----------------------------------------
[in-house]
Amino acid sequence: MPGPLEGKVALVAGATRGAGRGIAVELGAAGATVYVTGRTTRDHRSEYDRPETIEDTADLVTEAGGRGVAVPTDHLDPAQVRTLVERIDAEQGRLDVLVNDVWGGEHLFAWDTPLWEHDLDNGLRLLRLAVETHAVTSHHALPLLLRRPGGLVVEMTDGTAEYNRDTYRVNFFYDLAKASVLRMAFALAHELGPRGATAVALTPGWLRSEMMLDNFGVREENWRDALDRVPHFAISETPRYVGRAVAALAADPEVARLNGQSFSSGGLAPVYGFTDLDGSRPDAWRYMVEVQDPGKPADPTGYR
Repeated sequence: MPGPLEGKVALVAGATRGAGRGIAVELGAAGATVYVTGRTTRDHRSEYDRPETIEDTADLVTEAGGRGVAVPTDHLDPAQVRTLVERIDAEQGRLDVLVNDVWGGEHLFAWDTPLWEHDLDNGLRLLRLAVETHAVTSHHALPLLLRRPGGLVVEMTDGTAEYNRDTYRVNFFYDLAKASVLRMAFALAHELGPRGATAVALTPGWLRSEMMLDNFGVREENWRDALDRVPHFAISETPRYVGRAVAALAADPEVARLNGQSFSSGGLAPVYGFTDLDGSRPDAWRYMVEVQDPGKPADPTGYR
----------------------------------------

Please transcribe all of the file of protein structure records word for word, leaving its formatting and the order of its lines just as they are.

[in-house]
Amino acid sequence: MPGPLEGKVALVAGATRGAGRGIAVELGAAGATVYVTGRTTRDHRSEYDRPETIEDTADLVTEAGGRGVAVPTDHLDPAQVRTLVERIDAEQGRLDVLVNDVWGGEHLFAWDTPLWEHDLDNGLRLLRLAVETHAVTSHHALPLLLRRPGGLVVEMTDGTAEYNRDTYRVNFFYDLAKASVLRMAFALAHELGPRGATAVALTPGWLRSEMMLDNFGVREENWRDALDRVPHFAISETPRYVGRAVAALAADPEVARLNGQSFSSGGLAPVYGFTDLDGSRPDAWRYMVEVQDPGKPADPTGYR
Repeated sequence: MPGPLEGKVALVAGATRGAGRGIAVELGAAGATVYVTGRTTRDHRSEYDRPETIEDTADLVTEAGGRGVAVPTDHLDPAQVRTLVERIDAEQGRLDVLVNDVWGGEHLFAWDTPLWEHDLDNGLRLLRLAVETHAVTSHHALPLLLRRPGGLVVEMTDGTAEYNRDTYRVNFFYDLAKASVLRMAFALAHELGPRGATAVALTPGWLRSEMMLDNFGVREENWRDALDRVPHFAISETPRYVGRAVAALAADPEVARLNGQSFSSGGLAPVYGFTDLDGSRPDAWRYMVEVQDPGKPADPTGYR